- Clarity of user requirements (the context). Often, the requirements are not clear or understandable at first or not well documented. The first stage of the project is to discover and understand what motivates the user. This is where good business analysis and prototyping come in handy.
- New technology use. In this case, the experience of the team is no longer sufficient. In such cases, it is useful to initially design and test hypotheses, ideally with a hired expert familiar with the technology. Discarded prototypes are perfect for such cases.
- Complexity. Complex systems are not suitable for working on the basis of intuition. They require documented analysis and design, testing, as each mistake is very costly. Systems of this type are assumed to have a long-life cycle, thus management requires well-prepared documentation.
- Software product that require reliability and constitute a high risk (i.e., in business) for the user, requires well-structured planning and testing processes (bugs entail huge costs).
- Sometimes, the critical factor is the limited time to perform (e.g., limited access to resources) or the strictly defined date of product commissioning. In both cases, the project must be very predictable at the planning stage.
- Customer evaluation. Is your client willing to provide the team members with feedback? Client needs to be aware that every update translates into another interaction with the project team. Can he/she adjust to the (sometimes unique) working hours of the remote software developers?
Which of the popular software development models will match my project requirements?
Most of the software development projects need a modern approach – they are usually very flexible projects with a rough idea of the final scope, time and budget. Agile, Scrum and XP methodology works best for such projects.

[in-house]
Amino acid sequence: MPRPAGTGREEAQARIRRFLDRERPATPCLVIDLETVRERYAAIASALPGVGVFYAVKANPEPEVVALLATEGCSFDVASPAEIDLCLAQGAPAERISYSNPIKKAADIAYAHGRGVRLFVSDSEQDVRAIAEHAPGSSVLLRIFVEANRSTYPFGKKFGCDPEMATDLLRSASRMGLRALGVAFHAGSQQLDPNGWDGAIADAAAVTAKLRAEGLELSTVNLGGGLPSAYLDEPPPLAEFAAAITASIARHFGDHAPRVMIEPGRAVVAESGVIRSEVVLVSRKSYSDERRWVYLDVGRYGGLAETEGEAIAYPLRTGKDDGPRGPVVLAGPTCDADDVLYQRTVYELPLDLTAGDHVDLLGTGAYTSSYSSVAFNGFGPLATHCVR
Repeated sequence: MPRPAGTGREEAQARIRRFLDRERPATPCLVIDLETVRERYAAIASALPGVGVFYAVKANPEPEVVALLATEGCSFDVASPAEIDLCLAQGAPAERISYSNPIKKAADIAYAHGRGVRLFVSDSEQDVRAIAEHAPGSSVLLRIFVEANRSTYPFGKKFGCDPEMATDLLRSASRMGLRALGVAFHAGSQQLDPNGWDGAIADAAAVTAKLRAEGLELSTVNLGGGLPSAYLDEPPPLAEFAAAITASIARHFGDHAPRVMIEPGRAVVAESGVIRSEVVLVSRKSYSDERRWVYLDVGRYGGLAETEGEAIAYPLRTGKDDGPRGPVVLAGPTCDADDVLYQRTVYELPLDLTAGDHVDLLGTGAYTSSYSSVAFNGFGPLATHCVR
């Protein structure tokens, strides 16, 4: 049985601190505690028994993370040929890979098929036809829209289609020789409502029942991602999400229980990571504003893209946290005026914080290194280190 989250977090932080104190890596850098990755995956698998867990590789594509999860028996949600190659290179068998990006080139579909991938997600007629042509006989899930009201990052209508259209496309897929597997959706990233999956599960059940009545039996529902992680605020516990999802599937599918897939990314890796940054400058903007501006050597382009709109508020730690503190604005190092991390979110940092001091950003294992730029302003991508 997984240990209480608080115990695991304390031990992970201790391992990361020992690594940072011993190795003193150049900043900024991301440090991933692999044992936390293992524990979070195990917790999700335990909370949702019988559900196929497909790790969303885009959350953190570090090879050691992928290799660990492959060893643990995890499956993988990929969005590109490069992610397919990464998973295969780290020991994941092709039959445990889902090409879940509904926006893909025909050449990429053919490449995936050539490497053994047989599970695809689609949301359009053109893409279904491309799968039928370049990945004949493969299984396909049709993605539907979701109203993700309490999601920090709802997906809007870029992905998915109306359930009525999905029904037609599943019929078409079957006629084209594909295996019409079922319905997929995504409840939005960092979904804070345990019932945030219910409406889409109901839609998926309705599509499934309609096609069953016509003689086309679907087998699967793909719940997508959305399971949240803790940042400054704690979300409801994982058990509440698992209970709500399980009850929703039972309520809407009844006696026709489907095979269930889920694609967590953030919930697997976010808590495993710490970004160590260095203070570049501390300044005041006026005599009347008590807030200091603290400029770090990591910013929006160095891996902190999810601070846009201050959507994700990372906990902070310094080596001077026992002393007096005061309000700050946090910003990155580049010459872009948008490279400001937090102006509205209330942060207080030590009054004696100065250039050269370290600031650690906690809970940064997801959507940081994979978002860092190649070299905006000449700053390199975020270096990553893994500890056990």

On the other hand, the traditional SDLC eliminates wasted effort but does not allow for creativity. Traditional methodologies such as Waterfall model, Prince2, and the Critical Path Method work best for projects where the final result/release date is clearly defined, and the risk management is an important part of each development phase.
Regardless of whether we are talking about Agile or Waterfall model, remember that no project will be successful if there is no proper customer involvement in each development phase. Keep in mind that the software development life cycle models are more of an instruction manual, not a recipe for success.
If you want to get more practical knowledge on the topic of software development models, or you are facing the dilemma of choosing the most efficient model for your business requirements (or choosing a software development company), contact one of our highly experienced software development experts – and let the Future Processing team prepare a detailed analysis for your case!